It’s that time of year. You’re likely spending a bit more money than you typically do throughout the year because the holiday seasons have begun. Whether you host your extended family for a Thanksgiving gathering or are among thousands of California shoppers who stand in long lines at department stores for Black Friday sales, it is not uncommon to start racking up credit card debt between November and January.
It might not be so bad if your holiday shopping were the only expense you’d have at this time of year. The problem for most people, however, is that daily living expenses still exist, and, for some people, extenuating circumstances arise, such as an unexpected medical emergency, a loss of income, needed car repairs, etc., that can cause already just-balancing financial scales to tip in the wrong direction. This can spark an after-holiday financial crisis.
Ways to stay on top of your credit card debt
It doesn’t really matter whether you have incurred debt by using credit as cash and developing poor spending habits or you simply had to use your credit card to cover a major expense that you were unprepared to meet. It’s done, and your main focus now is how to get out of debt. The following options may apply to your situation:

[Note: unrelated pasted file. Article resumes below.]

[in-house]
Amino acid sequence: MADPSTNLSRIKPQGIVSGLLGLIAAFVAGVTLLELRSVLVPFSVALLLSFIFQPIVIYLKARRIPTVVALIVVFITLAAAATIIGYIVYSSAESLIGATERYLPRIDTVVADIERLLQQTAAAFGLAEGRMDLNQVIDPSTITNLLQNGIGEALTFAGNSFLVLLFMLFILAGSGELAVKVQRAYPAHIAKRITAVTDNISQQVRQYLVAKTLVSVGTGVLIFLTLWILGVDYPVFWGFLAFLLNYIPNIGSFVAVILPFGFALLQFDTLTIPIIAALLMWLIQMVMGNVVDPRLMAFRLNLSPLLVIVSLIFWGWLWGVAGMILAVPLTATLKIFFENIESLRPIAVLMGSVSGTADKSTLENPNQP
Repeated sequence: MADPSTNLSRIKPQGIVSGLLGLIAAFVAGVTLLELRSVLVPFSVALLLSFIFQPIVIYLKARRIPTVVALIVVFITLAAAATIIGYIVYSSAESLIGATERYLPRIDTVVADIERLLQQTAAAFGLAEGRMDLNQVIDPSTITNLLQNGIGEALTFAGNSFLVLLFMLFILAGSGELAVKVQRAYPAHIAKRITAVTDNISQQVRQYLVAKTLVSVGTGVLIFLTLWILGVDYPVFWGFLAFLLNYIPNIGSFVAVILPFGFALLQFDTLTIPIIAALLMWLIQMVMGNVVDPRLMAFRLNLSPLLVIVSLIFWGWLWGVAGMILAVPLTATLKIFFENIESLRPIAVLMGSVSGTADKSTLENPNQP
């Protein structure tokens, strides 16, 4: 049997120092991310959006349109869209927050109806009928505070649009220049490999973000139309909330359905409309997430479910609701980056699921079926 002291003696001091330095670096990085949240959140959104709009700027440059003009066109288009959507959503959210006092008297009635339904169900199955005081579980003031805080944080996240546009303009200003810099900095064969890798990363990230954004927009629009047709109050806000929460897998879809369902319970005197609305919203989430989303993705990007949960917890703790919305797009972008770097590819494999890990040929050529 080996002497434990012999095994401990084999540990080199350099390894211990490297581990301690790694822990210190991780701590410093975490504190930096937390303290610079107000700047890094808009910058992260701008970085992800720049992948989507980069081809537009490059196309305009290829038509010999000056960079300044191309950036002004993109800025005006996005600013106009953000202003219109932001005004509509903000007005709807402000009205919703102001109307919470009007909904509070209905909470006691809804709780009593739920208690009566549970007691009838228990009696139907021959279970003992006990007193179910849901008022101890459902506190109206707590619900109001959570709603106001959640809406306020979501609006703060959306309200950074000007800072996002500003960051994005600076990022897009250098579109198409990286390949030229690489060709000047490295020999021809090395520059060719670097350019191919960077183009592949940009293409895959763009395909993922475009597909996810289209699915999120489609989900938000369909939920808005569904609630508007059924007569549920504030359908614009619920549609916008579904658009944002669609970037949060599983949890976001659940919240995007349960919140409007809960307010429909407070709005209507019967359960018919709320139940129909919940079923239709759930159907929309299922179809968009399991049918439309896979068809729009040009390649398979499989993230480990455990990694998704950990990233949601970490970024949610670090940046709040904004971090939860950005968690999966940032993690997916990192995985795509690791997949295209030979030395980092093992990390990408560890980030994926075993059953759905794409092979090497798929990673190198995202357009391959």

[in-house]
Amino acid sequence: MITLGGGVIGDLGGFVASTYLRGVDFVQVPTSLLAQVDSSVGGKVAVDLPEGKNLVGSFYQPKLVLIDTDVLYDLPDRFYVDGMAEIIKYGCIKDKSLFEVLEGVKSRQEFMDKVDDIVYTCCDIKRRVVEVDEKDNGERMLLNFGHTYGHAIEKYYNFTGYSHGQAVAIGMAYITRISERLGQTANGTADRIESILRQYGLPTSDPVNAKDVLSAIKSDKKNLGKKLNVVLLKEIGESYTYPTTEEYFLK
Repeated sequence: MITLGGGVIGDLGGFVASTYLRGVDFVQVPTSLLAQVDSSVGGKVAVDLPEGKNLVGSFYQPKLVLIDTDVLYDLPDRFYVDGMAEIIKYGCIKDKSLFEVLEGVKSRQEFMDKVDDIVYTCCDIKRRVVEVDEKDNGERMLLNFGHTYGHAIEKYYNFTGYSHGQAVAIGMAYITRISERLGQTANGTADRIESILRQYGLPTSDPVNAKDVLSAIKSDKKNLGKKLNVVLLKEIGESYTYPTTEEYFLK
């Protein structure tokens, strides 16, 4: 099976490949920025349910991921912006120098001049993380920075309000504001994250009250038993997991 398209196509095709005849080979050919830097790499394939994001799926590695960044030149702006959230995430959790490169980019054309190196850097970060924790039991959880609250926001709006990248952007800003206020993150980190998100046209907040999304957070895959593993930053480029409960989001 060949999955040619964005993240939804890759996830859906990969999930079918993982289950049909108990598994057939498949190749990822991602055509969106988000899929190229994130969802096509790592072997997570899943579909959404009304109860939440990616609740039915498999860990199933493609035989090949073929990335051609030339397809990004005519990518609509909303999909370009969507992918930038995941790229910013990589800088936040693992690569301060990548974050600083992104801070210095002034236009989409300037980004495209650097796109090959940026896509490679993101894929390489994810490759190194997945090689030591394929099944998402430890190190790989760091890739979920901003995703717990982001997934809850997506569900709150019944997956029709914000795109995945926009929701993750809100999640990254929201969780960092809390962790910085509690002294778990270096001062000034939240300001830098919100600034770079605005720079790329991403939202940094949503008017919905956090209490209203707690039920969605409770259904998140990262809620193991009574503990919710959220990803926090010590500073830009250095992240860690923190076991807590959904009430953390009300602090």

- You can divvy up your income to make sure you are taking out at least enough money every month to send the minimum payment toward your credit card balance. If you have more than one card carrying debt, this can be challenging.
- Minimum payments help whittle away at your balance; however, if these are the only payments you’re making, you could get stuck paying off the same debt for five or more years.
- It often helps to up your payments whenever possible. If your minimum payment is $100, send $200 or more if you can; you may be surprised at how much time this carves off the overall time it takes to pay off your debt, in full.
- If you have several credit cards with debt but enough funds to pay off one of them in full, this may be an option you’ll want to consider.
Sometimes, all it takes is a readjustment of your spending habits and a bit of diligence and focus to pay down your credit card debt and get your finances back on track. Other times, it’s not that simple. You may need to explore other debt relief options, such as Chapter 7 or Chapter 13 bankruptcy, so that you can wipe the slate clean and start afresh when things have gotten out of hand.
Bankruptcy is not necessarily a bad thing
While it’s true that a certain negative stigma remains when it comes to filing for bankruptcy, many California residents have learned that it is not always as bad as some people make it seem. In fact, choosing a solid bankruptcy plan that fits your particular needs can be the answer you’ve been looking for to resolve a serious financial crisis and lay the groundwork for restored financial stability down the line.